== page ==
When Ashley Callingbull, a member of Alberta's Enoch Cree Nation, became the first Canadian and First Nations woman to be named Mrs. Universe on August 29, she wasted no time in getting political.
"I believe that this government was created to work against us and not for us," Callingbull told Rosemary Barton on CBC's Power & Politics last week.
"There's just so many problems with it for First Nations people. We're always put on the back burner."
With a federal election just weeks away, Callingbull's message is timely.
"I think it's tremendous to see role models such as her that will inspire so many other young First Nations people across this country, and indigenous people globally, to see that we're truly on the cusp of a turning of a page where change is possible," said Chief Ian Campbell of the Squamish Nation (SN).
"I'm not very impressed, personally, with this current government, and I feel that Canadians deserve better. We're all in this together.
"What we need is a leader with true vision, who is able to articulate that vision to inspire people that there is a win-win here and that it does not necessarily have to be adversarial. This government chooses the path of most resistance, where they're forcing First Nations to the courts and using legal remedies, and that to me is not a sustainable relationship."
For Chief Dean Nelson of the Lil'wat Nation, having someone at the federal government just listen to Lil'wat concerns would be a great place to start — though Mount Currie joined the Sea to Sky riding in 2012, Nelson said he has never met Conservative MP John Weston.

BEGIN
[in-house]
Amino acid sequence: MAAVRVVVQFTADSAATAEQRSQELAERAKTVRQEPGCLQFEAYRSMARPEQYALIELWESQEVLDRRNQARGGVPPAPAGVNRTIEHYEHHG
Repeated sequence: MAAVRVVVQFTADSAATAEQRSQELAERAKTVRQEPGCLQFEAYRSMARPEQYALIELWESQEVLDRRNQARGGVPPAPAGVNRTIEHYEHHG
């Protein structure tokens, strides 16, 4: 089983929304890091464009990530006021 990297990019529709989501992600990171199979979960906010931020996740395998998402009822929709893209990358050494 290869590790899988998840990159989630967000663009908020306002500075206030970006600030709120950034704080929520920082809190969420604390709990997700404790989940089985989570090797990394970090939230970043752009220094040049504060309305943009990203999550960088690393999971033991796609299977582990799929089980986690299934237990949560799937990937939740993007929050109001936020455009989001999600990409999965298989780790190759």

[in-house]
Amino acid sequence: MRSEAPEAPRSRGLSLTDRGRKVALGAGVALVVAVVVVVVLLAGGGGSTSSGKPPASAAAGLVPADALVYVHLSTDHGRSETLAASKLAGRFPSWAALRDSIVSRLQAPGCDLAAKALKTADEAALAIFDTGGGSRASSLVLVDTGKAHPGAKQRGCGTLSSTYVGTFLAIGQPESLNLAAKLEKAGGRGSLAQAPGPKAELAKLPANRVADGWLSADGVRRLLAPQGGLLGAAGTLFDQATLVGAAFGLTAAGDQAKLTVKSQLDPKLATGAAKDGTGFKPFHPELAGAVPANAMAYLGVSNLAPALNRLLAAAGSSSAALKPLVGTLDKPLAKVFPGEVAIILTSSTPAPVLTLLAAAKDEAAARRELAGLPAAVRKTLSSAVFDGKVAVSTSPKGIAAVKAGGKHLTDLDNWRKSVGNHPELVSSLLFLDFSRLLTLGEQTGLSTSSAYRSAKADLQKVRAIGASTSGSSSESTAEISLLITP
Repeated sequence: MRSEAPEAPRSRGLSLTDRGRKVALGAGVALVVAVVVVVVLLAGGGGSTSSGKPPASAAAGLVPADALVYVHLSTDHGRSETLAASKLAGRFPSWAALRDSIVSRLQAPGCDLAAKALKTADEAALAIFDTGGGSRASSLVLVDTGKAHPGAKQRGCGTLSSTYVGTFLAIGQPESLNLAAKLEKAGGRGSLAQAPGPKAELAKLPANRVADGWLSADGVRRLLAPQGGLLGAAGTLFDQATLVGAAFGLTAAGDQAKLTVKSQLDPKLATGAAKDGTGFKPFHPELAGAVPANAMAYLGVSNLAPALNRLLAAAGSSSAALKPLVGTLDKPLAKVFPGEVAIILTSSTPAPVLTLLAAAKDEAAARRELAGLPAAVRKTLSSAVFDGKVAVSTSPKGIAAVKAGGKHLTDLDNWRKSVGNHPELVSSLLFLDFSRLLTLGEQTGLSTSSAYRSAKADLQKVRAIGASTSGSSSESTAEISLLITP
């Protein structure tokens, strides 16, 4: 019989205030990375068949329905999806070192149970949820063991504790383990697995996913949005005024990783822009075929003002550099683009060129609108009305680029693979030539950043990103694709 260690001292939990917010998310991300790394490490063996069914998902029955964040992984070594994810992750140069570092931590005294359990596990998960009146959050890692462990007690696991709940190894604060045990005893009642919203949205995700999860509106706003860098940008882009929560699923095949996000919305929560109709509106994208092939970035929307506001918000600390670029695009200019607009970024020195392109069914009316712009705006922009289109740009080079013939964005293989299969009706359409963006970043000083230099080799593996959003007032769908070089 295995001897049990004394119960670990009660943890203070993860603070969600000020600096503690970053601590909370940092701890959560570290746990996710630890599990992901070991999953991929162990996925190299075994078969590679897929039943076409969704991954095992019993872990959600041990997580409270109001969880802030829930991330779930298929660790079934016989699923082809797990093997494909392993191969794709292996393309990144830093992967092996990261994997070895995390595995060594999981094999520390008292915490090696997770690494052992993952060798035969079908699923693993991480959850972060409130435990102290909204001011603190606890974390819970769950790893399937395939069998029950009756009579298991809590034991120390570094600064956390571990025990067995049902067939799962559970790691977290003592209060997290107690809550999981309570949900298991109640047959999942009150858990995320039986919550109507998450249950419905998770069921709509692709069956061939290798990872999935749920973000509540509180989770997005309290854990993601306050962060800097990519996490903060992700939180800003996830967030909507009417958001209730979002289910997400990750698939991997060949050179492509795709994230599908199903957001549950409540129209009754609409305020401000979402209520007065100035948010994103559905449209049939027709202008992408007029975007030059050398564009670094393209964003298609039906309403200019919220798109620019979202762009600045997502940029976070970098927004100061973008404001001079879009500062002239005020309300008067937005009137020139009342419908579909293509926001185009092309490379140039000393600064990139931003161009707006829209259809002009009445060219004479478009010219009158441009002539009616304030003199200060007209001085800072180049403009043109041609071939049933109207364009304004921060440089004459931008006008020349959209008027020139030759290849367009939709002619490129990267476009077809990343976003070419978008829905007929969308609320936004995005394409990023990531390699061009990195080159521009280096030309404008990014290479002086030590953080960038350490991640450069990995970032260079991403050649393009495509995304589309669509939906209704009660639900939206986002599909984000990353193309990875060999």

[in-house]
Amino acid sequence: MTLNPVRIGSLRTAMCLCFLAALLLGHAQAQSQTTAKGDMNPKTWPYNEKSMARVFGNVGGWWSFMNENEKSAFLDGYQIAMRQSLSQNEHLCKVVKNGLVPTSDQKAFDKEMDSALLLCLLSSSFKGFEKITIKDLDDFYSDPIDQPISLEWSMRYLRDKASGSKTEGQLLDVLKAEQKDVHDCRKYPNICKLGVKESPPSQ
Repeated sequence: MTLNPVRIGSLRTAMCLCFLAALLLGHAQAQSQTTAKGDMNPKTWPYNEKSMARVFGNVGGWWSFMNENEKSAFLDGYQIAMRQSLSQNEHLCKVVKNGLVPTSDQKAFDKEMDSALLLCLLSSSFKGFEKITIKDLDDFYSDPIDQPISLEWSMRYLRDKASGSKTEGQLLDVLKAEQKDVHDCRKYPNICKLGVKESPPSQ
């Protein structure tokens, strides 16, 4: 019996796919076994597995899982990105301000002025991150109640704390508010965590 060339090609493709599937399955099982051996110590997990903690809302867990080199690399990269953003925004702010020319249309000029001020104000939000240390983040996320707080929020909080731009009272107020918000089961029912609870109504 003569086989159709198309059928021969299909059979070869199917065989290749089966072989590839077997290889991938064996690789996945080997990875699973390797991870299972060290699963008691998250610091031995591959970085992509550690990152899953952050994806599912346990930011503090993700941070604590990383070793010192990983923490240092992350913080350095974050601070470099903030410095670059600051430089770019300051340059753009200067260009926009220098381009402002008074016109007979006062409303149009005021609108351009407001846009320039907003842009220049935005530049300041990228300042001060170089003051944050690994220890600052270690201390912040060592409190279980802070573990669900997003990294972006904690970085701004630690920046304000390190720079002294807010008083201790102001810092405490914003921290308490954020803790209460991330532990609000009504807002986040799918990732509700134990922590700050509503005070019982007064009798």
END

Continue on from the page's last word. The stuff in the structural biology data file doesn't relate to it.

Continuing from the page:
"We're just kind of focused on their platforms so far," Nelson said, of which party he likes in the election.
"The Liberals, they were really promoting equal education opportunities for First Nations, and I think that's really important."
Nelson — a former teacher himself — said teaching First Nations history and the treatment of indigenous people needs to be prominent, and that the continuing effects of residential school trauma needs to be better understood.
Nelson is also pleased to see that the NDP has expressed concern for missing and murdered indigenous women, something Campbell said was encouraging to see as well.
"I certainly appreciate that someone is listening, because as a young aboriginal man, to see our women being victimized and hearing heads of state such as Minister (Bernard) Valcourt stating that that's a First Nations man issue... it completely misses the mark of colonization, intergenerational impacts of residential school and legislative oppression," Campbell said.
When it comes to endorsing one party over another, Campbell said it's a tough choice.
"Previous Liberal governments have attempted to affect positive change through the Kelowna Accord and things like that... I'm now looking at the NDP and particularly listening intently on the issues of procedural fairness around natural resource management, the NEB processes, and how they want to reshape that, so that's of interest to me," Campbell said.
"There's a little bit from each of them that I'm trying to tune in on and look at what does that mean not only to SN but to the wellbeing of this country as we improve relations."
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